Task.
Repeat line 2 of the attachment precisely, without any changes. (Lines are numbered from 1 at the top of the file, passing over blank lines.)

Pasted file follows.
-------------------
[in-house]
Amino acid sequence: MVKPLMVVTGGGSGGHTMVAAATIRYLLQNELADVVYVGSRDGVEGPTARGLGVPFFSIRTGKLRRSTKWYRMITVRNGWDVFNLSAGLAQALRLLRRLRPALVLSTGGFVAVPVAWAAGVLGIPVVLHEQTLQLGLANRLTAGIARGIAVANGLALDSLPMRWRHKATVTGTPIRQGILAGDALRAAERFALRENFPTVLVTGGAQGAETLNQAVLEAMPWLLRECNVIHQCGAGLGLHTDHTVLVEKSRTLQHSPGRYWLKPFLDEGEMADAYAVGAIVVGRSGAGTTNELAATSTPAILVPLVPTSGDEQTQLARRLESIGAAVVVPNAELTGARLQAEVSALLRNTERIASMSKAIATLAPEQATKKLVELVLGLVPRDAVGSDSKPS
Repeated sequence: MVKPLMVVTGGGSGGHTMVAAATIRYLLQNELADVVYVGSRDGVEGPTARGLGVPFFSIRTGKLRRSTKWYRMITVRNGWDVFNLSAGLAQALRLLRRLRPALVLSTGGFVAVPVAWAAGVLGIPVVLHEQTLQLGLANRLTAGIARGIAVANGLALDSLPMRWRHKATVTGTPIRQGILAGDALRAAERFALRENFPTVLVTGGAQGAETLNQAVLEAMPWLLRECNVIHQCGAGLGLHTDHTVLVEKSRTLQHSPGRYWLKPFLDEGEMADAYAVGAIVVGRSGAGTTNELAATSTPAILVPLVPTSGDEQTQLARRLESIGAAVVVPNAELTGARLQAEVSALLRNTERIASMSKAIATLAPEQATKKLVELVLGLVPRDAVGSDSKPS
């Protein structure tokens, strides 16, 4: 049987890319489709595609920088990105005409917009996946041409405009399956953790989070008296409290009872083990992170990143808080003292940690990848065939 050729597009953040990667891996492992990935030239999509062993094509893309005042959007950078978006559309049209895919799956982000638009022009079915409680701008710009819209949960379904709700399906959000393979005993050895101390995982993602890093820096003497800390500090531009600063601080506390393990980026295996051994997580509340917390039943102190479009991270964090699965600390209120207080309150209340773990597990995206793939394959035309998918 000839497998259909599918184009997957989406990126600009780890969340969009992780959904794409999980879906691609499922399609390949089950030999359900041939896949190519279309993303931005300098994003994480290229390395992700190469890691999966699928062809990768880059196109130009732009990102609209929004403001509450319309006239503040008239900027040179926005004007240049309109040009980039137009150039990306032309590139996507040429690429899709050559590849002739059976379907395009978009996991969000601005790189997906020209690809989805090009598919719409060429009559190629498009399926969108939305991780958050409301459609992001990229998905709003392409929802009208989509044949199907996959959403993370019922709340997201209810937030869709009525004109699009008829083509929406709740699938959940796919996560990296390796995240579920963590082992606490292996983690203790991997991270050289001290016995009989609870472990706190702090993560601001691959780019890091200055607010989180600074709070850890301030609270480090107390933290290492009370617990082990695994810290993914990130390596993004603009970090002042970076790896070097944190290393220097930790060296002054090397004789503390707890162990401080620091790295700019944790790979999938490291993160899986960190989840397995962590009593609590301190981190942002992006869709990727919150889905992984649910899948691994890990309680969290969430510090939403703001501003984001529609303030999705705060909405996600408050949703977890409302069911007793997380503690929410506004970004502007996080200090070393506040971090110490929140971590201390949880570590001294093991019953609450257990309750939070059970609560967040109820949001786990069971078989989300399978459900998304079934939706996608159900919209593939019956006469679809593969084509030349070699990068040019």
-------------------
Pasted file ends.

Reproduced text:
Amino acid sequence: MVKPLMVVTGGGSGGHTMVAAATIRYLLQNELADVVYVGSRDGVEGPTARGLGVPFFSIRTGKLRRSTKWYRMITVRNGWDVFNLSAGLAQALRLLRRLRPALVLSTGGFVAVPVAWAAGVLGIPVVLHEQTLQLGLANRLTAGIARGIAVANGLALDSLPMRWRHKATVTGTPIRQGILAGDALRAAERFALRENFPTVLVTGGAQGAETLNQAVLEAMPWLLRECNVIHQCGAGLGLHTDHTVLVEKSRTLQHSPGRYWLKPFLDEGEMADAYAVGAIVVGRSGAGTTNELAATSTPAILVPLVPTSGDEQTQLARRLESIGAAVVVPNAELTGARLQAEVSALLRNTERIASMSKAIATLAPEQATKKLVELVLGLVPRDAVGSDSKPS